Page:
An Important Role to Play; Better Known for Blockbusters Than Soapboxes, Michael Sheen's New BBC Two Wales Programme Is a Study of the Hard-Won Democracy of Wales. He Tells Kirstie McCrum Why Voting Is Imperative, Why He Treasures the NHS - and Why We Should All Listen to a Wealthy Hollywood Actor

Western Mail (Cardiff, Wales), February 21, 2015 | Go to article overview

An Important Role to Play; Better Known for Blockbusters Than Soapboxes, Michael Sheen's New BBC Two Wales Programme Is a Study of the Hard-Won Democracy of Wales. He Tells Kirstie McCrum Why Voting Is Imperative, Why He Treasures the NHS - and Why We Should All Listen to a Wealthy Hollywood Actor


Byline: Kirstie McCrum

ICHAEL Sheen is angry.

He's not spitting and swearing, no - not angry in a Roy Keane kind of angry, or with me.

MBut angry nonetheless. It's happened as we're discussing the NHS. Sheen, dialing in from New York City, is chatting to me about a BBC Two Wales programme which airs this week, Michael Sheen's Valleys Rebellion.

As measured as the actor's comments are, delivered in his recognisable and melodious Port Talbot rumble, there's an intensity which comes through as we talk about the state that our National Health Service currently finds itself in, alluding to political parties Left versus Right.

"The struggle between certain political ideologies is one between trying to break down the organisation of the labour force, to get rid of unions, to break apart the welfare state and the NHS.

"I think it's important to realise that there is very much on the one hand an attempt to dismantle, and has been for a long time, things that have been fought for so long, that have had such huge impacts on our culture and society and the way we think."

Sheen, perhaps better known for appearing in Hollywood blockbusters such as Underworld, the Twilight films and The Queen, got on board to make the programme to commemorate the 175th anniversary of the Newport Rising.

But although the actions of the Chartists who marched on the Westgate Hotel to demand parliamentary and social change may seem a world away, he insists that what they fought for - and 22 of them died for - is not unrelated to our own modern drive for a democracy that engages with its people.

"The Chartists were something I didn't know too much about until I heard about the mural [contractors working for Newport Council demolished a commemorative Chartists mural on October 3, 2013].

"I'd seen it in Newport - it's something that I had grown up having an awareness of without really knowing the whole story, and then once I started to hear about it with the mural, I got drawn into the whole thing more and more, and that was it."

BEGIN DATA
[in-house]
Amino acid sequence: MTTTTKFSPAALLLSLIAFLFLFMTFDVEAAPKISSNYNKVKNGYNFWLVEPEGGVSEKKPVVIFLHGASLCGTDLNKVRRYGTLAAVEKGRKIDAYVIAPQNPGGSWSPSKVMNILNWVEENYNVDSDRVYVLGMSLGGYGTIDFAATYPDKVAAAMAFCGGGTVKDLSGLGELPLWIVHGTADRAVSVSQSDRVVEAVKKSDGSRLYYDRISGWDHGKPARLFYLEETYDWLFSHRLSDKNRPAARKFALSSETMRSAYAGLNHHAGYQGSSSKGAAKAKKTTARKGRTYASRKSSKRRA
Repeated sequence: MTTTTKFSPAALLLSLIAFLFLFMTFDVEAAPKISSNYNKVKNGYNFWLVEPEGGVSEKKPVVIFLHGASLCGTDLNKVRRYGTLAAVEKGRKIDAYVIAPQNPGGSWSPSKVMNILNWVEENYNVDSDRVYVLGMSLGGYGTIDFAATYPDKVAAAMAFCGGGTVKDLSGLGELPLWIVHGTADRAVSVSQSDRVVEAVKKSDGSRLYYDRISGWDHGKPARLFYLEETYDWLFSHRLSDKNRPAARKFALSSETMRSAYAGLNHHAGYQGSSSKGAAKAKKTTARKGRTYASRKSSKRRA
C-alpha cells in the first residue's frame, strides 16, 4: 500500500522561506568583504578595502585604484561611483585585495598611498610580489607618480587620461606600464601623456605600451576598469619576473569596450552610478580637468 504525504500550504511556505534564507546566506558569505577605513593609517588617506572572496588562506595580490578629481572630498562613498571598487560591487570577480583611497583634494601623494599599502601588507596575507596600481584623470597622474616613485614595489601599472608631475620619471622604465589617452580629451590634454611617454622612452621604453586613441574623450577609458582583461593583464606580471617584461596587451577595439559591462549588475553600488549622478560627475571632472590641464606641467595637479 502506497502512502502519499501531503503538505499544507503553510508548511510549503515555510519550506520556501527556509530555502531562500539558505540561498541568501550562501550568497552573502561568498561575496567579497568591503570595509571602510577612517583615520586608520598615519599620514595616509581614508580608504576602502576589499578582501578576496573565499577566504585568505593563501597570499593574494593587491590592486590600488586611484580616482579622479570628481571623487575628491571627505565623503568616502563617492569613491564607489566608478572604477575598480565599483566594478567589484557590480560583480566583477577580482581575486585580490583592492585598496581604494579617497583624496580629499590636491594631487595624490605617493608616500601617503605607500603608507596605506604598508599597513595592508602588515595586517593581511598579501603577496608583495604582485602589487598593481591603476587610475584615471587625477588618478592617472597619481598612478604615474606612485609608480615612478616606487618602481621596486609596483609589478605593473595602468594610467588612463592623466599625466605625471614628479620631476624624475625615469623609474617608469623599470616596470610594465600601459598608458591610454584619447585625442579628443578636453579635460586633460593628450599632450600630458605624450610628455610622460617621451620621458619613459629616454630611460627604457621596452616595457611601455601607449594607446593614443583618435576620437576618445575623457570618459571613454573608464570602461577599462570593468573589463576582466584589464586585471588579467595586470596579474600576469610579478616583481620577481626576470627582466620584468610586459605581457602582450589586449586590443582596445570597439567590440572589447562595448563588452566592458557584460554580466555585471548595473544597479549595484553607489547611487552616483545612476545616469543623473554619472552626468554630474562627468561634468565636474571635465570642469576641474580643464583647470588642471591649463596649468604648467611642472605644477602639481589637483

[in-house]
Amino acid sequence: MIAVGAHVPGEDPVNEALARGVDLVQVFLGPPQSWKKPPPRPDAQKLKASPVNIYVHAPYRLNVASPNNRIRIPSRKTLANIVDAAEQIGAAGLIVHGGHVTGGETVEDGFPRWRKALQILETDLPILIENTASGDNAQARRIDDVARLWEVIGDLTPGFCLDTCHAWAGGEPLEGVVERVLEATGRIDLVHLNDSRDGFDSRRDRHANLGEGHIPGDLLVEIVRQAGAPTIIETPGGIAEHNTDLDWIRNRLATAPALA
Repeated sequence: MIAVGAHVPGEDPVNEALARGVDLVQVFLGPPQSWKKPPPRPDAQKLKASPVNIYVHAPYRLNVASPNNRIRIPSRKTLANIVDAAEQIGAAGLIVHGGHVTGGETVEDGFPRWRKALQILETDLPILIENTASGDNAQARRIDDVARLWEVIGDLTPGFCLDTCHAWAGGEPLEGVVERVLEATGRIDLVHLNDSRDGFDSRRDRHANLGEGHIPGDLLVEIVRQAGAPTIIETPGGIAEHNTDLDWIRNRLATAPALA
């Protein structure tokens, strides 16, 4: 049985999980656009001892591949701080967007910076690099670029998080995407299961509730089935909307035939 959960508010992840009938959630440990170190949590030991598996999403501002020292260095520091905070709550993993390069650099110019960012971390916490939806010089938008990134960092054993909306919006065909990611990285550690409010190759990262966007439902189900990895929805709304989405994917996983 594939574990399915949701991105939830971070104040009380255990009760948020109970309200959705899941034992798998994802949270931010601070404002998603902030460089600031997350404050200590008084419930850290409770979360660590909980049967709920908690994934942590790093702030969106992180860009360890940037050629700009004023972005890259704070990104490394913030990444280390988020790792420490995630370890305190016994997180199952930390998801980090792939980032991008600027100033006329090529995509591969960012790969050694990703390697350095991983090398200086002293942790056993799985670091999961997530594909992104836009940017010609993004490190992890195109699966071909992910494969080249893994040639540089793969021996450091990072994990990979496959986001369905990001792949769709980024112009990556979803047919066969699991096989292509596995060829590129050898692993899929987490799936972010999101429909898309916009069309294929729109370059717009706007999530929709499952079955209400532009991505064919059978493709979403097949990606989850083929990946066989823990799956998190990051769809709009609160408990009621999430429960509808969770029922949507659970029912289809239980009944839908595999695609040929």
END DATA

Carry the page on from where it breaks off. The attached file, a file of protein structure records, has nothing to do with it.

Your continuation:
In fact, he became so involved that, on October 18 that year, he published a full-page open letter in a local newspaper in which he described how the "irony of something that was created to celebrate those who risked much for the good of all, being wiped out without consulting the people themselves, and under the auspices of a Labourled city council serving the needs of profit above all else, is both absurd as well as tragic".

Strong words indeed from a man who's made his living acting, but he insists that he's just as politicised as anyone else who has been brought up in Wales at the same time as him.

"Growing up you just accept that things are the way they are and you don't really question it - and then at a certain point I guess you do start to question it.

"As I talked to a lot of people on the programme, it became clear that the miners' strike was a pivotal moment for a lot of people of a certain age growing up and developing a sense of a political conscience, because it was such a powerful thing for so many people, certainly in Wales.

"I think that was probably something that I shared with a lot of people, that started to politicise a whole generation."

Sheen's on-screen journey takes him from the Heads of the Valleys, through Blaina and Tredegar and Rhymney, meeting with Manic Street Preachers singer James Dean Bradfield from Blackwood and socialist campaigner and journalist Owen Jones, trying to work out why the voting turnouts in these areas have dropped while social issues like poverty and unemployment are still such a large factor in daily lives.

It's a subject he feels very strongly about, even though, as he acknowledges, his life and career have taken him far away from these streets.

"My background - where I come from, where my family comes from - is not a million miles away from the towns and villages that I was going through in the programme, so there are certainly points of connection. …

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An Important Role to Play; Better Known for Blockbusters Than Soapboxes, Michael Sheen's New BBC Two Wales Programme Is a Study of the Hard-Won Democracy of Wales. He Tells Kirstie McCrum Why Voting Is Imperative, Why He Treasures the NHS - and Why We Should All Listen to a Wealthy Hollywood Actor
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